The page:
And perhaps, COP26 can be a start. This week world leaders, negotiators, non governmental organizations and many others are gathering in Glasgow, Scotland to evaluate the progress made under the Paris Agreement of 2016 and tackle climate change. It should be pointed out that the Paris Agreement goal to limit global warming to 1.5ºC above pre-industrial levels by the end of the century is currently far from our reach and important questions remain as to how that goal will be achieved. While the efforts of countries like China or India to reduce the effects of climate change have been deemed highly insufficient, the European Union is also failing to keep up with the expectations set by the agreement. In countries like Spain, a former leader in wind and solar power, the transition to renewable energies became a less pressing priority in the years following the Great Recession due to their high costs. This, combined with unreliable environmental factors like weaker winds in the North Sea, has added to the sluggishness that has come to characterize Europe’s energy ambitions.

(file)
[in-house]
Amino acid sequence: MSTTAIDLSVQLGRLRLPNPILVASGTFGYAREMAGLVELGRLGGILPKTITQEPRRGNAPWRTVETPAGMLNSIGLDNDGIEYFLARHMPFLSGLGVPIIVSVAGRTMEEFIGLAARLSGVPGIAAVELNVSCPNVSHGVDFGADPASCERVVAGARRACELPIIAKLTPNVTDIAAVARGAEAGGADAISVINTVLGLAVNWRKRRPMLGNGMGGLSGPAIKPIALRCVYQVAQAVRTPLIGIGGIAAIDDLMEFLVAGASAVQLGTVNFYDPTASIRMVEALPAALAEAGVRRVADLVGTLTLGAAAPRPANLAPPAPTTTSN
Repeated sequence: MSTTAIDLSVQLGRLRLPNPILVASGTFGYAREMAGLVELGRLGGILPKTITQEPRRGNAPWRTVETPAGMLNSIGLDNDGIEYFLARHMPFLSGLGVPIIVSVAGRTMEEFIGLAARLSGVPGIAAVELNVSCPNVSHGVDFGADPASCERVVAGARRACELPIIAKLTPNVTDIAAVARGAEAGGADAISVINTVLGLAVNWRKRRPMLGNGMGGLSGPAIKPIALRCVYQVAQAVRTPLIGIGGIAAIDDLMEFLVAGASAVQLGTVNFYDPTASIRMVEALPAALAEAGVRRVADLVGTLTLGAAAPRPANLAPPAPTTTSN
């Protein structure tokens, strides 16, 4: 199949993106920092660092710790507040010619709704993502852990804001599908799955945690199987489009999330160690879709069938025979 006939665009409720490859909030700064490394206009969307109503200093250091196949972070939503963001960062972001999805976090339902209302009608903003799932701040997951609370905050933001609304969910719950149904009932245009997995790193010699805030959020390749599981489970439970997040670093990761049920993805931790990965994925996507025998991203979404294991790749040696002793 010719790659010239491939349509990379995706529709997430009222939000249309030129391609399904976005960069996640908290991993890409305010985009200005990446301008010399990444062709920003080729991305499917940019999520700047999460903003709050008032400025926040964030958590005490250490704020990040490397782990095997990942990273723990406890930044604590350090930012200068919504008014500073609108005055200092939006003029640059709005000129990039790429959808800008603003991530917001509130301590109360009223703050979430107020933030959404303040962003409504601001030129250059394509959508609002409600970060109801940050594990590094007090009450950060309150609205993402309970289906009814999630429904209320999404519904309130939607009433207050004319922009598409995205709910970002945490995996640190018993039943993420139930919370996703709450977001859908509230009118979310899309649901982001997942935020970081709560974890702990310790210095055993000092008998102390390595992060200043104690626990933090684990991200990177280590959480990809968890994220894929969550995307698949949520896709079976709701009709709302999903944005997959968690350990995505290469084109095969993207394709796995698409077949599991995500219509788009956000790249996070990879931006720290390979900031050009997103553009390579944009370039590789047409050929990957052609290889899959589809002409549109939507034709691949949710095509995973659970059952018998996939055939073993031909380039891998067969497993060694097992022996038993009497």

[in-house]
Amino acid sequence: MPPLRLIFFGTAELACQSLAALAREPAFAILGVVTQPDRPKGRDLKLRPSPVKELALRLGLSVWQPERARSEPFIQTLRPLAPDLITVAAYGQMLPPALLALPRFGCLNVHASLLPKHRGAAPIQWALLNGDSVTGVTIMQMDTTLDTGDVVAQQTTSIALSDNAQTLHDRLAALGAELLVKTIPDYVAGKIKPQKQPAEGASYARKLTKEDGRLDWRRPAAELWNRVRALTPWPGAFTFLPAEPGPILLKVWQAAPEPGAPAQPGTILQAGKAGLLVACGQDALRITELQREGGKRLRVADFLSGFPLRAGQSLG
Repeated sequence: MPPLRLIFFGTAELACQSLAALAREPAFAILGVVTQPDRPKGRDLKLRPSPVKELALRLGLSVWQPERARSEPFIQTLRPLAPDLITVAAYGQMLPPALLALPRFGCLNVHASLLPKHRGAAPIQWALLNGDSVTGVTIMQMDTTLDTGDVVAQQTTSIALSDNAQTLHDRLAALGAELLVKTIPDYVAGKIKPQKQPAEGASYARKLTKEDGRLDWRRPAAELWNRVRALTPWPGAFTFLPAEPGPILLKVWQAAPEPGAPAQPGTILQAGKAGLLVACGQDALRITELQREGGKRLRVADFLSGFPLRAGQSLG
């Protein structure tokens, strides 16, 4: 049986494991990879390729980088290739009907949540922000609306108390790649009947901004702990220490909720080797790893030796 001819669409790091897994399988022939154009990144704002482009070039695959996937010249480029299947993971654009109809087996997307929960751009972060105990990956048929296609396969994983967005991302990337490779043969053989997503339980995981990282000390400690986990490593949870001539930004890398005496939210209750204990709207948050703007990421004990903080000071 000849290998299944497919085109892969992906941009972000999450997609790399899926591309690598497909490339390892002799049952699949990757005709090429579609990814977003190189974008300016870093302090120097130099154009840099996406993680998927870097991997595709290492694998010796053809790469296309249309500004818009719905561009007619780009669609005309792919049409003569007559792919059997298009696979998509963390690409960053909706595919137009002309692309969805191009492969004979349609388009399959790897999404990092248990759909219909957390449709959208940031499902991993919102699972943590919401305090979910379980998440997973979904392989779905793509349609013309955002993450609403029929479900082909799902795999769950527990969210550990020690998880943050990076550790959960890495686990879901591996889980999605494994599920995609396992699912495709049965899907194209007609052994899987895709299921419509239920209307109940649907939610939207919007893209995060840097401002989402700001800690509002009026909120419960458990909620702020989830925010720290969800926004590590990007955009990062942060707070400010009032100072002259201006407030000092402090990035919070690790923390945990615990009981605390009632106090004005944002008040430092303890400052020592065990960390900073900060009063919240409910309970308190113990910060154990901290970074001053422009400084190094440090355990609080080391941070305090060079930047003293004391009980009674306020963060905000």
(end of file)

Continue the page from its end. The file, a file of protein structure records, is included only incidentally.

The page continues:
In the midst of this challenge, some ask whether nuclear energy should play a role in all of this. In France, for example, 70 percent of its electricity already comes from green nuclear power. However, at this point in time, a widespread effort to promote nuclear power as an alternative to fossil fuels seems unlikely given the many safety concerns linked to this particular source of energy. The Chernobyl disaster in 1986 or the Fukushima disaster in 2011 have led many to question whether nuclear energy is even worth pursuing.